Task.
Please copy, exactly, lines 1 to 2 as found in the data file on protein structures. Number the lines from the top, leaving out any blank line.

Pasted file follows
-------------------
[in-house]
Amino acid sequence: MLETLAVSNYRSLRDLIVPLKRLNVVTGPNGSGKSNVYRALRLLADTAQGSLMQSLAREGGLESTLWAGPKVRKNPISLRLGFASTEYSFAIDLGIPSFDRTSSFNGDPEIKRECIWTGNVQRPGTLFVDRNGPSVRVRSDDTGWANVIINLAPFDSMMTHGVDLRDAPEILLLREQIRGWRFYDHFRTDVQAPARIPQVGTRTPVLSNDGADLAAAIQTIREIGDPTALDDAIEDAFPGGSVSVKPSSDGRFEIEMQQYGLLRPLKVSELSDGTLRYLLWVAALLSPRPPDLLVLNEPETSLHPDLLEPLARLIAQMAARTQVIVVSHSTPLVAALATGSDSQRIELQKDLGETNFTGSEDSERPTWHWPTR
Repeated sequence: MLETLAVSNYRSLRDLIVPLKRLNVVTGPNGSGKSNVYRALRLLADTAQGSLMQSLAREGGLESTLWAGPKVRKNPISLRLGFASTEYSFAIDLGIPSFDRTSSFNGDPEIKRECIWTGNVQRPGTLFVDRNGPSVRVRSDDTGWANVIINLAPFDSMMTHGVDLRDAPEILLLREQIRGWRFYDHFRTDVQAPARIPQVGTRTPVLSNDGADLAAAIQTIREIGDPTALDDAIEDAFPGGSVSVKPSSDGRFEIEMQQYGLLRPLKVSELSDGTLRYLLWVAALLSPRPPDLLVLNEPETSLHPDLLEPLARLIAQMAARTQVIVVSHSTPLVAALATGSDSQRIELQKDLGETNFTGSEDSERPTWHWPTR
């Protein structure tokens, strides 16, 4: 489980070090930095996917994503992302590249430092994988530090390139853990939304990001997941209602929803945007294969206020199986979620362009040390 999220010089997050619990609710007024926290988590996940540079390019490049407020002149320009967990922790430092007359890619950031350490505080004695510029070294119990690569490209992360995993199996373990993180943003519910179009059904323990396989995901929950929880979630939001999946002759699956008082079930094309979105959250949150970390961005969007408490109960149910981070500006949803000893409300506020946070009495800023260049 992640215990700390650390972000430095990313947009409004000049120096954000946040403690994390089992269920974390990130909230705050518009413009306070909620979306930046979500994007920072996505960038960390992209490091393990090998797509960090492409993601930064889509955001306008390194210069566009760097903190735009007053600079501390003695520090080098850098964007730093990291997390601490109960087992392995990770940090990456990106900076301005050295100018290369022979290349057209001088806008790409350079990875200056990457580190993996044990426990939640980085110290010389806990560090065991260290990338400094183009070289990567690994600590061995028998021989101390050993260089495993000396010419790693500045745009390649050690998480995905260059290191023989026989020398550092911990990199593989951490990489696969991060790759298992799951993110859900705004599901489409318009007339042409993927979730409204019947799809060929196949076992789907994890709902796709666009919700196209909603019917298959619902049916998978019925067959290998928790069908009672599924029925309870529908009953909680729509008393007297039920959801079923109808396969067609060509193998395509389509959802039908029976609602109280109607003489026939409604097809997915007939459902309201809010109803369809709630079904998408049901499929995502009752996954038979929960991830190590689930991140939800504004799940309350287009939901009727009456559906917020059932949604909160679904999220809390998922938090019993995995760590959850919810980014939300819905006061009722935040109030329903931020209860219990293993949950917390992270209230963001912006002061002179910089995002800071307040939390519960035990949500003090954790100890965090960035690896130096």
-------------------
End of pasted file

[in-house]
Amino acid sequence: MLETLAVSNYRSLRDLIVPLKRLNVVTGPNGSGKSNVYRALRLLADTAQGSLMQSLAREGGLESTLWAGPKVRKNPISLRLGFASTEYSFAIDLGIPSFDRTSSFNGDPEIKRECIWTGNVQRPGTLFVDRNGPSVRVRSDDTGWANVIINLAPFDSMMTHGVDLRDAPEILLLREQIRGWRFYDHFRTDVQAPARIPQVGTRTPVLSNDGADLAAAIQTIREIGDPTALDDAIEDAFPGGSVSVKPSSDGRFEIEMQQYGLLRPLKVSELSDGTLRYLLWVAALLSPRPPDLLVLNEPETSLHPDLLEPLARLIAQMAARTQVIVVSHSTPLVAALATGSDSQRIELQKDLGETNFTGSEDSERPTWHWPTR